As evidenced by 9/11 and in Iraq part of the kit bag of today's global insurgent is the deliberate targeting of critical infrastructure or systems to inflict incremental damage and cumulative economic costs on a government. Robb calls this approach systems disruption, as the global guerrillas' fundamental strategy for bringing nation states to their knees. Our increasingly interconnected society and our vulnerable tightly coupled networks afford any terrorist many relatively easy targets. Today's guerrilla is becoming adept at identifying the key nodes in these systems, and generating large cascading effects. But the global guerrilla tries to operate beneath the threshold of a punative or overwhelming governmental response. Partial disruptions, as opposed to catastrophic destruction, maximizes the long term economic attrition against the state, paralyzes the government and undercuts it legitimacy.
For devoted readers of Robb's popular Global Guerrilla blog, this text will serve as an integrated summation and extension of his key themes. For new readers, Brave New War offers a tightly organized and concisely packaged course in modern irregular warfare. Rather than looking backward and trying to graft old models to new times, the author has intelligently recognized what today's thinking enemy has harnessed from our own technology. Robb deftly synthesizes a number of concepts drawn from the old Fourth Generation Warfare (4GW) literature with the fresh insights of John Arguilla, David Ronfeldt, and Colonel Thomas Hammes. Robb offers a great list of recommended readings, to which I would add Professor Bruce Hoffman's updated Inside Terrorism and any of Ralph Peters' insightful anthologies (Beyond Baghdad, Beyond Terror, and Never Quit the Fight). Rupert Smith's The Utility of Force is also a necessary addition. These authors would add depth to the human motivations underlying the actions and behaviors Robb captures so succinctly. The latter's grasp of the dueling narratives of competing commander's and the literal "theater" of operations nicely complements Robb's systems disruption. The importance of the imagery of acts of violence today cannot be separated from the acts themselves.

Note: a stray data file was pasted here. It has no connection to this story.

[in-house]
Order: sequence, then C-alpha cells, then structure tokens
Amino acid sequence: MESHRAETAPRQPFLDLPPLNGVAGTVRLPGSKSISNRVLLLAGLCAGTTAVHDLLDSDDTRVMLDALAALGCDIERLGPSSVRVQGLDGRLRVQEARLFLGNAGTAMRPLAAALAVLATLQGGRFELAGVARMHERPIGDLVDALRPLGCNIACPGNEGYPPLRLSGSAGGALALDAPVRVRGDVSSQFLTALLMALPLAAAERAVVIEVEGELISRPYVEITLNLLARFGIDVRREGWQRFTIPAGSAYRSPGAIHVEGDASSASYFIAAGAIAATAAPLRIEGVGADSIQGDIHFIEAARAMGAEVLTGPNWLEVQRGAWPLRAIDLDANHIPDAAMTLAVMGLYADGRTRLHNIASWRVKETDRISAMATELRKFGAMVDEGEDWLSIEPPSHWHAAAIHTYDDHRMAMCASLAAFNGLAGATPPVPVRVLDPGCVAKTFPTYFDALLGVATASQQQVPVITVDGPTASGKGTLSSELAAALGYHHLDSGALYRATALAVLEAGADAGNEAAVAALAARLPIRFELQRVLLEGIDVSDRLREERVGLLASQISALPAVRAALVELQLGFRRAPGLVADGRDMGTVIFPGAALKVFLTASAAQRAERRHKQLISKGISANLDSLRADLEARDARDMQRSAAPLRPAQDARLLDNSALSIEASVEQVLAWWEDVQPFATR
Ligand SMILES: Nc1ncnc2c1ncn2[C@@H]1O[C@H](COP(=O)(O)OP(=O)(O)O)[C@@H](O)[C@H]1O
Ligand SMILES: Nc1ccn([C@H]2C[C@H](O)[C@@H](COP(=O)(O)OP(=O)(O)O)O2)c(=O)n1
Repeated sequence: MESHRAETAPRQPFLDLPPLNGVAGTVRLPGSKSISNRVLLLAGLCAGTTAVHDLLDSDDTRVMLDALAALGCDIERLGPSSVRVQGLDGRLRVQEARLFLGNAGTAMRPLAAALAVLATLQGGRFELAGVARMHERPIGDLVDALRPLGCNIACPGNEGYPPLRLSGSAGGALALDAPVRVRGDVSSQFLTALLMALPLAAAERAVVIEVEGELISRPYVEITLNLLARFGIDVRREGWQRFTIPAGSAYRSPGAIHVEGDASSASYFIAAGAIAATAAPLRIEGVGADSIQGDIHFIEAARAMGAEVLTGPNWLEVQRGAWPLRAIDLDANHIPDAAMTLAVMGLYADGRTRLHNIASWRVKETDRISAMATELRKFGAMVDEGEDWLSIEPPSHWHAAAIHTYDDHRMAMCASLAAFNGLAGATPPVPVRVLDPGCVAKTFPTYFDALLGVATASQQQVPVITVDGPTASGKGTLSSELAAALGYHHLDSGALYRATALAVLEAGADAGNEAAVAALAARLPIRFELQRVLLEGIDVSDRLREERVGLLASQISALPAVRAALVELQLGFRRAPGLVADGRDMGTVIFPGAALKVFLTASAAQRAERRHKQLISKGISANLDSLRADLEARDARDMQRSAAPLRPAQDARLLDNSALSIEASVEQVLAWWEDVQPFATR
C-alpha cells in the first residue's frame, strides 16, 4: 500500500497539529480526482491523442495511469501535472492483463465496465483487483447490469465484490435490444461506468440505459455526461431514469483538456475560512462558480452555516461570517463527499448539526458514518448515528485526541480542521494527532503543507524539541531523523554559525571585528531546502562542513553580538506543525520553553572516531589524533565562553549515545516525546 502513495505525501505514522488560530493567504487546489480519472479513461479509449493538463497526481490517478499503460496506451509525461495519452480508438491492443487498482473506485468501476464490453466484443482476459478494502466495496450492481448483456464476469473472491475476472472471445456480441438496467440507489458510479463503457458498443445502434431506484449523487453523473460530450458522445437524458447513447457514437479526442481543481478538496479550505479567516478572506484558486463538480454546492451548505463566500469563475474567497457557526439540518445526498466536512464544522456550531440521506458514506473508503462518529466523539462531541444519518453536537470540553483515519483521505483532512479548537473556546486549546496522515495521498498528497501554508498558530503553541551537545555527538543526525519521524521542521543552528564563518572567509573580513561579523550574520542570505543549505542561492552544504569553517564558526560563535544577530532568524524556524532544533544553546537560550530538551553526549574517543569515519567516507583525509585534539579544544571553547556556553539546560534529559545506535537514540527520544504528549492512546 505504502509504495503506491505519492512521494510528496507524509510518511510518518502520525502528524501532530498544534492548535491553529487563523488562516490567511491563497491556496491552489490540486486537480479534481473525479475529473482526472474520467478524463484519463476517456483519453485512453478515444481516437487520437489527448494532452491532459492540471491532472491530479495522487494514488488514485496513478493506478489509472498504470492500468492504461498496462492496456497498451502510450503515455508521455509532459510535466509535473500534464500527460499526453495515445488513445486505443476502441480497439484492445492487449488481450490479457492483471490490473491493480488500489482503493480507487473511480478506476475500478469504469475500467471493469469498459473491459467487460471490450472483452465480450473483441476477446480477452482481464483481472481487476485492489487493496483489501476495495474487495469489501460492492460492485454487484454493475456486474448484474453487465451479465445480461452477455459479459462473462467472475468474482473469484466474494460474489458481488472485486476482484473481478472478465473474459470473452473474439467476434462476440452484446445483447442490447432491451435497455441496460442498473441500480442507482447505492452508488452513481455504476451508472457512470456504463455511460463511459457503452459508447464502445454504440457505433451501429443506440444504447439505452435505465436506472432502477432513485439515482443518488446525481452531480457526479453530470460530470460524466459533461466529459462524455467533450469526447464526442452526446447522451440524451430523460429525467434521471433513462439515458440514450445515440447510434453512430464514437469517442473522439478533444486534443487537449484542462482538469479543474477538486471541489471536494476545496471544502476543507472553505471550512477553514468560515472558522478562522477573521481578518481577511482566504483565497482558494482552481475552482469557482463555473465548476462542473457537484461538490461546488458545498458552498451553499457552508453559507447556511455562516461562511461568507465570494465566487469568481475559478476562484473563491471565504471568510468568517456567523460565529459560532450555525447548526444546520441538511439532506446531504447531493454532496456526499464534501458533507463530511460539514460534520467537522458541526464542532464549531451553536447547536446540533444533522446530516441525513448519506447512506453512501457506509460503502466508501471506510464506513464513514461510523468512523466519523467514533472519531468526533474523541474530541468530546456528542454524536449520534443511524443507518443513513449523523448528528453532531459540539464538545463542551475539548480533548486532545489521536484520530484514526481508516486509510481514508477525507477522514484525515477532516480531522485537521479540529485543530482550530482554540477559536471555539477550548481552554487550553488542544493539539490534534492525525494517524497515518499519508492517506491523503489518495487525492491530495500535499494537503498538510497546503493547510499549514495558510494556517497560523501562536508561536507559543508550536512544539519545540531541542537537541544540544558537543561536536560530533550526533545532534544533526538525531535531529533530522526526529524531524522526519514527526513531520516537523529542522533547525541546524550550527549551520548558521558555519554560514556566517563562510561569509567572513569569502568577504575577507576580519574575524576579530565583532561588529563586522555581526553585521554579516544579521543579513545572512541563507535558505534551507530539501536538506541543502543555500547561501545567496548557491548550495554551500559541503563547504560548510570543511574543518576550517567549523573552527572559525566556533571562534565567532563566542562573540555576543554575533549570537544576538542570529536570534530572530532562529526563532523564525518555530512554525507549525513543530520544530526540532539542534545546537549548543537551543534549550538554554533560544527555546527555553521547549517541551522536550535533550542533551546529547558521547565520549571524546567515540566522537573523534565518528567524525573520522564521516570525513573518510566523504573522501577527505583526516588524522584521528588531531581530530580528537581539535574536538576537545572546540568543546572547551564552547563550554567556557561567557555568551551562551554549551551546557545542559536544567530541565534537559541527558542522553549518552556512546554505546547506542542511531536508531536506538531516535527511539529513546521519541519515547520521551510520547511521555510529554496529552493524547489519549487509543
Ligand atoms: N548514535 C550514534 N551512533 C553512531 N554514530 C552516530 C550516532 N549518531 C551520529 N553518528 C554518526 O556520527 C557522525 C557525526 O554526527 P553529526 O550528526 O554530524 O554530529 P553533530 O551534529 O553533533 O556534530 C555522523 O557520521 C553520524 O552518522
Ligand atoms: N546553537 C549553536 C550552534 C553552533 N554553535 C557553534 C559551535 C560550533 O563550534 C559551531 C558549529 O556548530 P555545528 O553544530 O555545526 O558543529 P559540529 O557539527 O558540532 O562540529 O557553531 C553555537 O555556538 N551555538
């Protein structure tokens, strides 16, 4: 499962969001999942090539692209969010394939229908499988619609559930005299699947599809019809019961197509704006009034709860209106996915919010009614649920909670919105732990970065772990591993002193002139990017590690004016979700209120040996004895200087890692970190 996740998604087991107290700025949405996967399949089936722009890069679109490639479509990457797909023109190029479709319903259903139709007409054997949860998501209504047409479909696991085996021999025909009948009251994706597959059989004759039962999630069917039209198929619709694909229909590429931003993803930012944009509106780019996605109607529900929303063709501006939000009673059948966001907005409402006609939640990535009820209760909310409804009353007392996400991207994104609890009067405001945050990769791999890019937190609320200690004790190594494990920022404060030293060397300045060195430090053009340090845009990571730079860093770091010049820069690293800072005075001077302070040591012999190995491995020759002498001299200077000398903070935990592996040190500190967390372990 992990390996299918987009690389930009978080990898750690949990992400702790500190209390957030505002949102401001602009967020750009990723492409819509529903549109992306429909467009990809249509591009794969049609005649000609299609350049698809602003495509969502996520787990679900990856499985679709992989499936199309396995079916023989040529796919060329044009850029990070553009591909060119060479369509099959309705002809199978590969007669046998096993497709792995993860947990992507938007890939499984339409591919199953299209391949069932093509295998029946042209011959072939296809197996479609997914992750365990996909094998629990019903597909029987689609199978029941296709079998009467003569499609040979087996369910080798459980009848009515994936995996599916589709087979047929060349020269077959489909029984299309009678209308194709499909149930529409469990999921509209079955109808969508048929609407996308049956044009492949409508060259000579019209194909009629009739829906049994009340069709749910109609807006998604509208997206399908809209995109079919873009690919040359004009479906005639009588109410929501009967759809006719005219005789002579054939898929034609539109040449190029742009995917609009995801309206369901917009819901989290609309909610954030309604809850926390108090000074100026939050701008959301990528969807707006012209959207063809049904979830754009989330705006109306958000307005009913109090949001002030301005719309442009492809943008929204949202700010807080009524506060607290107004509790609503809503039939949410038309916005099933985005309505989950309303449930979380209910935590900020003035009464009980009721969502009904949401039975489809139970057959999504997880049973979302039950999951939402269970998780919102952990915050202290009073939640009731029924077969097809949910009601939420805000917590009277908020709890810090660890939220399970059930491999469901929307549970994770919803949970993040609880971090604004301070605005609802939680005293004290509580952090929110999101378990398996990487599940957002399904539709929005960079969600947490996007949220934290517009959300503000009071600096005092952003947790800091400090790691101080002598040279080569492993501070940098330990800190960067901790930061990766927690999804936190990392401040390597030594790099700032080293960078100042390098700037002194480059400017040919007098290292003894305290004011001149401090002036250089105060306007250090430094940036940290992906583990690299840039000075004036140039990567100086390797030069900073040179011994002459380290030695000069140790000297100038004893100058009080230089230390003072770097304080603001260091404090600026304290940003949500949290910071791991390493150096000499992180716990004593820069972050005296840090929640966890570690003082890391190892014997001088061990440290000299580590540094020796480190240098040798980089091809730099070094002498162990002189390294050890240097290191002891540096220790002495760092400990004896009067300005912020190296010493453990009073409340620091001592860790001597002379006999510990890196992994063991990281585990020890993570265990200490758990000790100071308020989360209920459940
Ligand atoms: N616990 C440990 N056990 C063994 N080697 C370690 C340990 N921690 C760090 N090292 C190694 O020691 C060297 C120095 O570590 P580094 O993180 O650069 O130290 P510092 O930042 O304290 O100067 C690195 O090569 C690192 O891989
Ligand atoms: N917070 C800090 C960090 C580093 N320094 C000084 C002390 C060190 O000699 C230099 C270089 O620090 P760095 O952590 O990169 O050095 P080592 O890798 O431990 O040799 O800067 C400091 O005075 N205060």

Iraq and Afghanistan have showed how effective our enemies are at learning. They've ruthless proven to be cunning and opportunistic in every dimension of the fight, and they are completely —to share their ideas and success in real time. On the other hand, we are still catching up, even as they constantly exploit Open Source Warfare's long menu of lessons learned. There are still folks in the Pentagon who think that transformation, RMA's and Shock and Awe are still relevant and deserving of additional funding. State on state warfare may not be entirely a thing of the past, but Open Source Warfare and deliberate partial systemic disruption is as well. Without reservation Brave New War is for professional students of irregular warfare and for any citizen who wants to understand emerging trends and the dark potential of 4GW.
Frank Hoffman is a retired Marine and Washington-based national security consultant.